I sat pressed against the back seat and the window, had my bag on my knees and my knees against my chest. Eleven Egyptians and me were packed like sardines in the mashrou, a microbus that is a very cheap means of transport in Alexandria. The driver was horning at everything and everyone while zigzagging through the traffic jam. It was hot, I was sweating and I hardly knew where I had to get off. It was the first time I was using a microbus on my own and I was wondering how I would get off, since you can only get off by yelling something at the driver. In front of me, I saw our driver exchanging a five pound note for five coins of one pound with a passenger of another microbus. All of this was done through open windows and while driving at least 80 km/h. All of a sudden, a waft of fresh, salty sea air hit me and I could not help but smiling. You feel most alive outside of your comfort zone. I saw the Starbucks somewhat close to my place, tapped the boy in front of me and said “shokram shokram” (thank you thank you) while pointing with my finger to the ground. He yelled something to the driver and I squirmed my way out.
Moving around the city is very different than what I am used to. Since there are no pedestrian crossings, people cross the street everywhere and whenever. People cross the street even at the busiest point of the Corniche , which has ten lanes divided by a strip of concrete (see picture below).
Cars whizz by at 100 km/h and they do not stop, nor are they predictable in their driving behaviour. A few years back, an average of six people died on the Corniche every day, so I still rather take the underground tunnels, even though these sometimes lie pretty far apart. But apart from the Corniche, I am getting quite used to randomly crossing the street. Nor do I walk on the pavement anymore. You walk on the street, not on those fancy pavements.
I find the traffic to embody the Egyptian spirit quite well. Sudden, chaotic and loud. Egyptians are as quick to anger as they are to forgive. They are also very hospitable and really friendly. Money is hardly an issue when you are going out with them, as they tend to be very generous and share everything they have, even though that is often not much. It has already been a very enrichening experience talking with Egyptians on matters such as the new revolution, faith and the position of women in the Islam. Faith is still very strong in Egypt. People pray five times a day, often visit the mosque and stick to the Ramadan, which started yesterday, with an impressive amount of willpower. Almost every woman is draped in a burka or at the very least has her head covered with a scarf. If you mention the Prophet Muhammad, they reply with a short Arabic sentence that means “May Peace be with him”. You would wonder why religion is still so strong here, but I have been reading up on the Koran and I found out, to my big surprise as an agnostic, that there is some pretty convincing evidence for believing that the words in the Koran were perhaps indeed Allah’s words, spoken by the Prophet Muhammad. For example, the Koran speaks about the evolution from a sperm cell to a child during pregnancy and the creation of mountains and seas in very specific detail way before these things were discovered (and proven right) scientifically. It seems that, as science improves, more and more things are being discovered that were already said in the Koran before anyone could know. It gives an incentive to believe in every word of the Koran to which I have no counterargument. Not that I will turn Muslim now, but it is certainly fascinating and makes me wonder whether there are still secrets in the Koran that science has not yet uncovered?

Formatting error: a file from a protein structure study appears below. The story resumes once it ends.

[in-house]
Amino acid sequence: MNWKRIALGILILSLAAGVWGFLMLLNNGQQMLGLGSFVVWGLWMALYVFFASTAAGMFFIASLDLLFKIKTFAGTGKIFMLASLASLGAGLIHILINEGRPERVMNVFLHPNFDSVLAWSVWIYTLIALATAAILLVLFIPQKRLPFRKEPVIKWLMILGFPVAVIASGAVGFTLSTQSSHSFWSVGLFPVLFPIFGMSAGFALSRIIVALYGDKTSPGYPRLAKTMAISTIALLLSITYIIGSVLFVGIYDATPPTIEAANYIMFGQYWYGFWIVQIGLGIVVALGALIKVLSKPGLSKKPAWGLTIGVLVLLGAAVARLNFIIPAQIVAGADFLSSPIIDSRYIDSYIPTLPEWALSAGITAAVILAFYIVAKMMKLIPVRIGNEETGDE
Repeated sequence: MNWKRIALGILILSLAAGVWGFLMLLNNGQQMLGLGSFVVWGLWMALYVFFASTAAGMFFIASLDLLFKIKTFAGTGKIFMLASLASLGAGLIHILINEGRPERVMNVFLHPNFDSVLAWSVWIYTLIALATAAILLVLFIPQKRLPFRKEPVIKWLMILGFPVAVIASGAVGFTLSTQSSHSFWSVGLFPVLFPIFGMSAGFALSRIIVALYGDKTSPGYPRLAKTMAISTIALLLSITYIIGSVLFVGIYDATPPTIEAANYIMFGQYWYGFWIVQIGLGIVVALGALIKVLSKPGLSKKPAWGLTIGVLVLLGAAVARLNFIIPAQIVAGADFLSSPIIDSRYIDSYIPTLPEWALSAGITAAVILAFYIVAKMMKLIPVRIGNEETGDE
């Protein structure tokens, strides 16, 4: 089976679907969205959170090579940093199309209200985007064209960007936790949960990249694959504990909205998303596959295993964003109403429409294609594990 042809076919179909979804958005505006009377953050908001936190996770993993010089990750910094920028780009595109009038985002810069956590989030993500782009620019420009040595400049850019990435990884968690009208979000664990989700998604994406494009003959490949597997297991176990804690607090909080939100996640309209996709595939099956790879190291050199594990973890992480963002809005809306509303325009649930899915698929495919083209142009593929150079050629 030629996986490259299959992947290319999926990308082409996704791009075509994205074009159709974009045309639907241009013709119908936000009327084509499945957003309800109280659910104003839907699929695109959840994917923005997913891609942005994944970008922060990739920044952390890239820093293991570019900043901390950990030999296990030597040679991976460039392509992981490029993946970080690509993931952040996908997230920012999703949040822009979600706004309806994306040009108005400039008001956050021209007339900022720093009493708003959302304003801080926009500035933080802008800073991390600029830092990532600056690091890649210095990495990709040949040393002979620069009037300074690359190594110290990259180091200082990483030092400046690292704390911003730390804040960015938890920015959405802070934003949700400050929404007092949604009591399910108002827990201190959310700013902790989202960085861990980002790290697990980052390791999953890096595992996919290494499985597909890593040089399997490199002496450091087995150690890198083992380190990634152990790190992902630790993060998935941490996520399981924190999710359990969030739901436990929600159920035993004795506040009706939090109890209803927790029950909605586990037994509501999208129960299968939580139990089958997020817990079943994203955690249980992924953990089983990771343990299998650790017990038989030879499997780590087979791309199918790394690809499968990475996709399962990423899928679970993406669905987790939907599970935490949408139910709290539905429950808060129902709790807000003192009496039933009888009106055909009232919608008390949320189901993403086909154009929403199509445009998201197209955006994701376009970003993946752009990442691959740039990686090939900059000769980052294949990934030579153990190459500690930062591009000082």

Some places also breathe a certain atmosphere that I associate with spiritualism. Take these pictures for example , which I took in the Citadel of Qaitbay, a castle built on the remains of the famous Lighthouse, the Pharos:
The combination of the sun, the darkness, the stones and the sea make for a very beautiful, calm and peaceful combination that I associate with Christianity and with the Islam. In fact, I do not believe the Islam is a violent religion. The Koran is clear in its peaceful aims, saying explicitly that murder is one of the biggest sins possible. Yes, Muslim extremists do exist and perhaps they exist in greater numbers than any other religion, but the fault lies not with the Koran, but rather in the extremists’ misinterpretation of it.
I would like to finish with a sentence I remembered and even wrote down while talking to an Egyptian friend about religion. I consider it a sentence worth thinking about.
“Faith needs no proof. Faith is the proof.”